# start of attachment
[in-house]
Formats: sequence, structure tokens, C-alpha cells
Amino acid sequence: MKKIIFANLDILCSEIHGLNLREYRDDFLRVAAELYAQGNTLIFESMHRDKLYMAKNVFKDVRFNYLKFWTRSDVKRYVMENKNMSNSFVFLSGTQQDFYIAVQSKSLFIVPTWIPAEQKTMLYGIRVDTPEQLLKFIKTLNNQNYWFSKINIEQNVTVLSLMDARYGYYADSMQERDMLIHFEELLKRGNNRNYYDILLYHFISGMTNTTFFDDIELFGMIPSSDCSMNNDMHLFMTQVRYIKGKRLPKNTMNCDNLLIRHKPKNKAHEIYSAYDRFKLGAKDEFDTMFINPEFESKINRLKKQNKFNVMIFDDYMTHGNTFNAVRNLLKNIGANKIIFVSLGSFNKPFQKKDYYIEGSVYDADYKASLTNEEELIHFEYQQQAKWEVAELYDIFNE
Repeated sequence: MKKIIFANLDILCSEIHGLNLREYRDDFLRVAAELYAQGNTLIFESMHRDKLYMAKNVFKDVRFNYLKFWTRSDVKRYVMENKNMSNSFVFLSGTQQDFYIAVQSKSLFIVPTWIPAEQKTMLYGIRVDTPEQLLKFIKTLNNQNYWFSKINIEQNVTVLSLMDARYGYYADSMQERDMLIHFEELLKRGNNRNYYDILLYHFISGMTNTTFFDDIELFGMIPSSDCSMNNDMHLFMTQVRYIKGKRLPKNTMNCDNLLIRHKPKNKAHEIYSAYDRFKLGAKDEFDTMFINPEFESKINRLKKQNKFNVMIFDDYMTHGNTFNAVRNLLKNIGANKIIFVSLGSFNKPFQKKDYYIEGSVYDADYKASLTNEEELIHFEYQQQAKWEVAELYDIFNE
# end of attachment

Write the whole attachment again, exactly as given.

[in-house]
Formats: sequence, structure tokens, C-alpha cells
Amino acid sequence: MKKIIFANLDILCSEIHGLNLREYRDDFLRVAAELYAQGNTLIFESMHRDKLYMAKNVFKDVRFNYLKFWTRSDVKRYVMENKNMSNSFVFLSGTQQDFYIAVQSKSLFIVPTWIPAEQKTMLYGIRVDTPEQLLKFIKTLNNQNYWFSKINIEQNVTVLSLMDARYGYYADSMQERDMLIHFEELLKRGNNRNYYDILLYHFISGMTNTTFFDDIELFGMIPSSDCSMNNDMHLFMTQVRYIKGKRLPKNTMNCDNLLIRHKPKNKAHEIYSAYDRFKLGAKDEFDTMFINPEFESKINRLKKQNKFNVMIFDDYMTHGNTFNAVRNLLKNIGANKIIFVSLGSFNKPFQKKDYYIEGSVYDADYKASLTNEEELIHFEYQQQAKWEVAELYDIFNE
Repeated sequence: MKKIIFANLDILCSEIHGLNLREYRDDFLRVAAELYAQGNTLIFESMHRDKLYMAKNVFKDVRFNYLKFWTRSDVKRYVMENKNMSNSFVFLSGTQQDFYIAVQSKSLFIVPTWIPAEQKTMLYGIRVDTPEQLLKFIKTLNNQNYWFSKINIEQNVTVLSLMDARYGYYADSMQERDMLIHFEELLKRGNNRNYYDILLYHFISGMTNTTFFDDIELFGMIPSSDCSMNNDMHLFMTQVRYIKGKRLPKNTMNCDNLLIRHKPKNKAHEIYSAYDRFKLGAKDEFDTMFINPEFESKINRLKKQNKFNVMIFDDYMTHGNTFNAVRNLLKNIGANKIIFVSLGSFNKPFQKKDYYIEGSVYDADYKASLTNEEELIHFEYQQQAKWEVAELYDIFNE